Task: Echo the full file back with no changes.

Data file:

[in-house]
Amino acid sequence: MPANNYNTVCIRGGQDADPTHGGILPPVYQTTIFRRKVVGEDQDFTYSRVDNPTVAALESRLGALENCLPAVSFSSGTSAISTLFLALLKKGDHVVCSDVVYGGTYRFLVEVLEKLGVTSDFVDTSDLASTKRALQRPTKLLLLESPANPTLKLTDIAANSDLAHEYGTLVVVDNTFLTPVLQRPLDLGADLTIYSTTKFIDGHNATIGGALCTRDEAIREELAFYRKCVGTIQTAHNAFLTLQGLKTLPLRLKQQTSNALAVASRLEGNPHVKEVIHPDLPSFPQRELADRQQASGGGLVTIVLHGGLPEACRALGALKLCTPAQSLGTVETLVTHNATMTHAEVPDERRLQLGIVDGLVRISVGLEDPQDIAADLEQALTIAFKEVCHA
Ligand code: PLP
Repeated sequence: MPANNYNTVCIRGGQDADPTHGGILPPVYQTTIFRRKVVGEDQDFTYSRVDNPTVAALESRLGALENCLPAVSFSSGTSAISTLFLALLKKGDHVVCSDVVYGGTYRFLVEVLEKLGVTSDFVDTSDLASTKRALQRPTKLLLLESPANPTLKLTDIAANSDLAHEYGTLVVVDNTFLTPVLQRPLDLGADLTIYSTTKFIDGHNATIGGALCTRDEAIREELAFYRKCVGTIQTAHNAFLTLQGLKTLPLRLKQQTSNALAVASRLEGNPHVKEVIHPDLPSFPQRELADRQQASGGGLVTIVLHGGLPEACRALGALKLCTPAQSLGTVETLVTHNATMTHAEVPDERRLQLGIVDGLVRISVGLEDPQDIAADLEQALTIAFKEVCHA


[in-house]
Amino acid sequence: MPANNYNTVCIRGGQDADPTHGGILPPVYQTTIFRRKVVGEDQDFTYSRVDNPTVAALESRLGALENCLPAVSFSSGTSAISTLFLALLKKGDHVVCSDVVYGGTYRFLVEVLEKLGVTSDFVDTSDLASTKRALQRPTKLLLLESPANPTLKLTDIAANSDLAHEYGTLVVVDNTFLTPVLQRPLDLGADLTIYSTTKFIDGHNATIGGALCTRDEAIREELAFYRKCVGTIQTAHNAFLTLQGLKTLPLRLKQQTSNALAVASRLEGNPHVKEVIHPDLPSFPQRELADRQQASGGGLVTIVLHGGLPEACRALGALKLCTPAQSLGTVETLVTHNATMTHAEVPDERRLQLGIVDGLVRISVGLEDPQDIAADLEQALTIAFKEVCHA
Ligand code: PLP
Repeated sequence: MPANNYNTVCIRGGQDADPTHGGILPPVYQTTIFRRKVVGEDQDFTYSRVDNPTVAALESRLGALENCLPAVSFSSGTSAISTLFLALLKKGDHVVCSDVVYGGTYRFLVEVLEKLGVTSDFVDTSDLASTKRALQRPTKLLLLESPANPTLKLTDIAANSDLAHEYGTLVVVDNTFLTPVLQRPLDLGADLTIYSTTKFIDGHNATIGGALCTRDEAIREELAFYRKCVGTIQTAHNAFLTLQGLKTLPLRLKQQTSNALAVASRLEGNPHVKEVIHPDLPSFPQRELADRQQASGGGLVTIVLHGGLPEACRALGALKLCTPAQSLGTVETLVTHNATMTHAEVPDERRLQLGIVDGLVRISVGLEDPQDIAADLEQALTIAFKEVCHA